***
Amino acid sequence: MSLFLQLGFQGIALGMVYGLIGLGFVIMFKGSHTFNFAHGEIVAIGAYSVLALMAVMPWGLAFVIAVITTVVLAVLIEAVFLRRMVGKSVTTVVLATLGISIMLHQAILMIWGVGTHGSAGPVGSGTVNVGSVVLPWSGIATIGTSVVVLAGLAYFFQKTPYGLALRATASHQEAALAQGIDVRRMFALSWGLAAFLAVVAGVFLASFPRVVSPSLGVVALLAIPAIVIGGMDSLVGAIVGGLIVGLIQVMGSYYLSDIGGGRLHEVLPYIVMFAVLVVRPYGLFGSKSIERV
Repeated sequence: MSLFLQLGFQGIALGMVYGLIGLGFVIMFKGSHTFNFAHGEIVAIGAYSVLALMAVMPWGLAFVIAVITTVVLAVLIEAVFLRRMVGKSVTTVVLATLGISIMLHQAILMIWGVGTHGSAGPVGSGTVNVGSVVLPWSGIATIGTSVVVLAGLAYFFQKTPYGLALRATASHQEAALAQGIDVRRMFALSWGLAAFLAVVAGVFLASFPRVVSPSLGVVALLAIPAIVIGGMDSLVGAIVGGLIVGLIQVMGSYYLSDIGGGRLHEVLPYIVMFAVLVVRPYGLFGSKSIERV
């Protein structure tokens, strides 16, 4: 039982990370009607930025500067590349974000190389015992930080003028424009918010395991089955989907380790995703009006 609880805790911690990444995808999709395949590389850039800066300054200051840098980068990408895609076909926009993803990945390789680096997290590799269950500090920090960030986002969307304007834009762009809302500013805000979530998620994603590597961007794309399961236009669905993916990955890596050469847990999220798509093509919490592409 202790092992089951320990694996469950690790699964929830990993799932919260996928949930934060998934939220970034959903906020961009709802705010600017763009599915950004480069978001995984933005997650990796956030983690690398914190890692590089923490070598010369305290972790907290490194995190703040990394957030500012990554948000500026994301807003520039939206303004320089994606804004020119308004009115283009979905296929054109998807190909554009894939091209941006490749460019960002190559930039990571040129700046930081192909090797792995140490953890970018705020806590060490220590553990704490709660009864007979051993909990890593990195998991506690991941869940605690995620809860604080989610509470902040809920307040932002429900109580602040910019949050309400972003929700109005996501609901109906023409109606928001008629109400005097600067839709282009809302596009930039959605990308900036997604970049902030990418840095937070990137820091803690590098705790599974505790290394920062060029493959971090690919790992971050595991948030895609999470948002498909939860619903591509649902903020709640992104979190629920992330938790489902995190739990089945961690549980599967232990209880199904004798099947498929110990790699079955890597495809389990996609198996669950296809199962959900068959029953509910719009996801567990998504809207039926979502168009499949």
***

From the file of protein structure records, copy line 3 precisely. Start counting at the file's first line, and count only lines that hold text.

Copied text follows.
């Protein structure tokens, strides 16, 4: 039982990370009607930025500067590349974000190389015992930080003028424009918010395991089955989907380790995703009006 609880805790911690990444995808999709395949590389850039800066300054200051840098980068990408895609076909926009993803990945390789680096997290590799269950500090920090960030986002969307304007834009762009809302500013805000979530998620994603590597961007794309399961236009669905993916990955890596050469847990999220798509093509919490592409 202790092992089951320990694996469950690790699964929830990993799932919260996928949930934060998934939220970034959903906020961009709802705010600017763009599915950004480069978001995984933005997650990796956030983690690398914190890692590089923490070598010369305290972790907290490194995190703040990394957030500012990554948000500026994301807003520039939206303004320089994606804004020119308004009115283009979905296929054109998807190909554009894939091209941006490749460019960002190559930039990571040129700046930081192909090797792995140490953890970018705020806590060490220590553990704490709660009864007979051993909990890593990195998991506690991941869940605690995620809860604080989610509470902040809920307040932002429900109580602040910019949050309400972003929700109005996501609901109906023409109606928001008629109400005097600067839709282009809302596009930039959605990308900036997604970049902030990418840095937070990137820091803690590098705790599974505790290394920062060029493959971090690919790992971050595991948030895609999470948002498909939860619903591509649902903020709640992104979190629920992330938790489902995190739990089945961690549980599967232990209880199904004798099947498929110990790699079955890597495809389990996609198996669950296809199962959900068959029953509910719009996801567990998504809207039926979502168009499949």